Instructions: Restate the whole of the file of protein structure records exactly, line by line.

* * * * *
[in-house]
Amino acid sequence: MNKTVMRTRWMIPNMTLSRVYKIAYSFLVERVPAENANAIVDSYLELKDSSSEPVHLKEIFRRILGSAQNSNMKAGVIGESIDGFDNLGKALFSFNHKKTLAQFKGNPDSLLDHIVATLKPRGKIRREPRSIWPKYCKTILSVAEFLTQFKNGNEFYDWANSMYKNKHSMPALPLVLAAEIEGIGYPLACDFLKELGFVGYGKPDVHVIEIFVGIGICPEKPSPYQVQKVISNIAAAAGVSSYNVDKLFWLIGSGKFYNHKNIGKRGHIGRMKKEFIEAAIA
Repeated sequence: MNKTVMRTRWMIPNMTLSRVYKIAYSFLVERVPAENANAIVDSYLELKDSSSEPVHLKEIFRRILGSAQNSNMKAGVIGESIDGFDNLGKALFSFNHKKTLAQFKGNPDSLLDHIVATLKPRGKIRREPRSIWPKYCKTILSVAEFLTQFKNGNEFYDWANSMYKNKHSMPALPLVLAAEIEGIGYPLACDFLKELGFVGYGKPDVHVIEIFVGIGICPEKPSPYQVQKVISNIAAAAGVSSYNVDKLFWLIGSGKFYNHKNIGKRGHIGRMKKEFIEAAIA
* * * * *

[in-house]
Amino acid sequence: MNKTVMRTRWMIPNMTLSRVYKIAYSFLVERVPAENANAIVDSYLELKDSSSEPVHLKEIFRRILGSAQNSNMKAGVIGESIDGFDNLGKALFSFNHKKTLAQFKGNPDSLLDHIVATLKPRGKIRREPRSIWPKYCKTILSVAEFLTQFKNGNEFYDWANSMYKNKHSMPALPLVLAAEIEGIGYPLACDFLKELGFVGYGKPDVHVIEIFVGIGICPEKPSPYQVQKVISNIAAAAGVSSYNVDKLFWLIGSGKFYNHKNIGKRGHIGRMKKEFIEAAIA
Repeated sequence: MNKTVMRTRWMIPNMTLSRVYKIAYSFLVERVPAENANAIVDSYLELKDSSSEPVHLKEIFRRILGSAQNSNMKAGVIGESIDGFDNLGKALFSFNHKKTLAQFKGNPDSLLDHIVATLKPRGKIRREPRSIWPKYCKTILSVAEFLTQFKNGNEFYDWANSMYKNKHSMPALPLVLAAEIEGIGYPLACDFLKELGFVGYGKPDVHVIEIFVGIGICPEKPSPYQVQKVISNIAAAAGVSSYNVDKLFWLIGSGKFYNHKNIGKRGHIGRMKKEFIEAAIA